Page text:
Monday, October 17, 2011

Anxious, but Doubling Down: Industry Reacts to Uncertainty in Defense

This past week, the Association of the United States Army gathered in Washington, D.C. for their annual meeting and exposition with the theme: “The Strength of the Nation”. Every star and luminary of the Army attended as did every major defense contractor, innovative technologist and U.S. Government office with a need to see and be seen. From tiny Power Breezer off in a far corner to the giants like Northrop Grumman and Lockheed Martin, the show filled all of the massive Washington Convention Center. In a time when one would have thought that the industry would be conserving resources, they appear to be doubling down. I was interested to see how energy would be reflected in products on display so I hit the floor and started asking question.

One of the areas I asked about was the impact of the energy on acquisition decisions. The requirement to use the fully burdened cost of energy in the Analysis of Alternatives process and to consider energy as a Key Performance Parameter have been in place for some time, but to what affect? I spoke with folks from corporations with interest in the ongoing Joint Light Tactical Vehicle Program, one of the pilot technologies for evaluating the efficacy of FBCE. When I asked how energy efficiency had impacted their considerations in developing their prototype, the vendor said it was a major consideration, but at this time it was kind of like asking if you preferred the portholes opened or closed on the Titanic.

According to a Congressional Research Service report on the JLTV, “once testing was to be completed and technology requirements established, a full and open competition was expected to be conducted in the late summer, 2011 for the Engineering and Manufacturing Development (EMD) Phase and the Department of Defense (DOD) planned to award two contracts for the EMD phase, which was scheduled to last 24 months”. However, in February 2011, the Army announced that the award of the EMD contract would be delayed until January 2012 because the Army changed requirements for the JLTV. The change in this program, at a time when programs across DOD were being cut or eliminated, sent shockwaves through the industry. Another blow to industry confidence came with the establishment of the Joint Select Committee on Deficit Reduction as a provision of the Budget Control Act.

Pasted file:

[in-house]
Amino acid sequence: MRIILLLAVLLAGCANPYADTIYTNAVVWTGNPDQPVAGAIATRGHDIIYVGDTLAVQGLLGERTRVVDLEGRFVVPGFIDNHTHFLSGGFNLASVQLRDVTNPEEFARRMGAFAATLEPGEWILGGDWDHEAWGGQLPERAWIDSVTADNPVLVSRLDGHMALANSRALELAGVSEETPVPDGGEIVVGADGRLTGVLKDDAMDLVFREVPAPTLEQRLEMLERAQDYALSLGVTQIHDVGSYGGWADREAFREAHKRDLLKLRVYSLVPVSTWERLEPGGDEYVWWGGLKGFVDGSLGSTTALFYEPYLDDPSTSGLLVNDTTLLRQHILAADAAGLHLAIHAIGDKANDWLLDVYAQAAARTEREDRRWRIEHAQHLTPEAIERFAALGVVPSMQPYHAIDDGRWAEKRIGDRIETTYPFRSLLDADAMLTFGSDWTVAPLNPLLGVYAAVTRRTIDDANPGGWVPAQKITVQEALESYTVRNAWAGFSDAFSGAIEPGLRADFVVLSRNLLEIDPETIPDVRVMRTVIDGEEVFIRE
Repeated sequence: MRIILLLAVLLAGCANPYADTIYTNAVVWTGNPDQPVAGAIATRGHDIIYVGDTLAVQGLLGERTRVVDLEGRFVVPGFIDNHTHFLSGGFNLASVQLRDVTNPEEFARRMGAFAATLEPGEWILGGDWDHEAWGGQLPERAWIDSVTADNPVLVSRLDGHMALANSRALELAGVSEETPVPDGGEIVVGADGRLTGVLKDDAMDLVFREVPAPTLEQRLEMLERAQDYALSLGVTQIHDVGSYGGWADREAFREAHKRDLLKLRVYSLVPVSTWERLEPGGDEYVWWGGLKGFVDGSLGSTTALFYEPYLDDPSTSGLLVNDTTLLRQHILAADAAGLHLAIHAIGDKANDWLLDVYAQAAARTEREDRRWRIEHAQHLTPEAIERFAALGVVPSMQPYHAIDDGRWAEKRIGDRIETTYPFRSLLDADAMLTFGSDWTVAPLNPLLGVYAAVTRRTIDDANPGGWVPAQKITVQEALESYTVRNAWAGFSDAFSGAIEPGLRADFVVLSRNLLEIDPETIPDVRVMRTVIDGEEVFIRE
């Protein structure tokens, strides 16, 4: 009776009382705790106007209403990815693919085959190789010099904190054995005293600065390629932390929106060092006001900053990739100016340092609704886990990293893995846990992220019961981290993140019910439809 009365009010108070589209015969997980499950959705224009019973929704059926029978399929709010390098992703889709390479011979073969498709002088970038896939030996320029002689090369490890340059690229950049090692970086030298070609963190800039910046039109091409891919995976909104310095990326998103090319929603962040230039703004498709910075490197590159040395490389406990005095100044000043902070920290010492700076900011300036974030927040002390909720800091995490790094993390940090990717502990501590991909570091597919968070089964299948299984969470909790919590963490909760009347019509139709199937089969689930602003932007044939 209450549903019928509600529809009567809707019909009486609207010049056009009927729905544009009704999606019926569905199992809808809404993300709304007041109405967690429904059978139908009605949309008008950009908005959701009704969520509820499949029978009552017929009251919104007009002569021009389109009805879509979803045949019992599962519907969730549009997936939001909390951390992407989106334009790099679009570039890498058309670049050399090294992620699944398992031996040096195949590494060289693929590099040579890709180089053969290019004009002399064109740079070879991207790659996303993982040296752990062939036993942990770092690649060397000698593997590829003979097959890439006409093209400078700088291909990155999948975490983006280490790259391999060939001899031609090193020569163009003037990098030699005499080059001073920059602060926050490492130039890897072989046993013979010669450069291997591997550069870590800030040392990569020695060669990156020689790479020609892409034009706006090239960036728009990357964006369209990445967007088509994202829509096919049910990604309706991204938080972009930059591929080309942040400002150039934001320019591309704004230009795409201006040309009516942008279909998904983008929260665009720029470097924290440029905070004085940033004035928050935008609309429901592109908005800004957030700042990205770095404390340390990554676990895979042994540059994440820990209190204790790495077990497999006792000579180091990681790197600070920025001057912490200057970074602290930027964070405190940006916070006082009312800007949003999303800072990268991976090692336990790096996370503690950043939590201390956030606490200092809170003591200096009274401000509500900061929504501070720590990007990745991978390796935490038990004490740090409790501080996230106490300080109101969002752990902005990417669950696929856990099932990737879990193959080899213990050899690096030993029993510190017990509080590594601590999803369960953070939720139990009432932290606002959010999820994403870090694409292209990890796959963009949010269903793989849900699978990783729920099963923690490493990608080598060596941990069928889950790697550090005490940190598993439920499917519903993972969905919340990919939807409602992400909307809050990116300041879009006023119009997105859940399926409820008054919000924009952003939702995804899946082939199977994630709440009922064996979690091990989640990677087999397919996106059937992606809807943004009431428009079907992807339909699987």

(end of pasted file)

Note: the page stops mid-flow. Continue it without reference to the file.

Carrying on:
If the Select Committee legislative process fails to result in a law, that will trigger $1.2 Trillion across-the-board spending cuts in discretionary spending, Medicare, farm subsidies, and a few smaller entitlements. It is anticipated that DOD would take about half of these cuts. Recent speeches by the C, JCS, the CSA and other DOD senior leadership have been to remind Congress of the history of drastically reducing defense at the end of conflicts. I heard this theme echoed from industry across the board. Nobody was sweating, but nobody was particularly ebullient.

Even the Army Energy panel echoed these topics. Capo di tutti Capo for Army energy Katherine Hammack assembled an impressive collection of uniformed leadership. Her battle buddy, LTG Rick Lynch was not in attendance, but Installation Management Command was ably represented by Deputy CG, MG Al Aycock. For the first time, the Army Staff and Operational Units were represented by the soon to be G4, MG(P) Ray Mason and current 1st Armored Division Commanding General, MG Dana Pittard. In another first, the Acquisition Community was well represented by the exceedingly handsome MG Nick Justice, Commanding General of the Army Research, Development and Engineering Command (pictured above). Each speaker focused on their roles in providing for the three elements of energy concern: Basing, Soldiers and Vehicles. I took copious notes, only to find that they had already posted ALL the slides. They are here for your perusal. Worth taking the time to read.

In general, what we heard was that the Army would invest in energy efforts that had immediate, tactical impacts, but when it came to large, scale renewable energy what the Army wants to hear is, “I got the money, honey, if you got the……land”. The theme of third party finance resonated through every discussion of installation energy security. In another cost savings measure, the Army Energy Initiatives Office Task Force became the Army Energy Initiatives Task Force and announced an Army Energy Initiatives Task Force Summit for four hours on 3 November 2011. Registration is open until 21 October 2011, but when I attempted to register, the website informed me that they were at capacity and that I would be placed on a waiting list. I would have supposed that if I were hoping to do outreach, I would have it in a facility that could accommodate the potential crowd. Perhaps a web link so we can participate? We have the demand; are they out of land? Dan Nolan

No comments: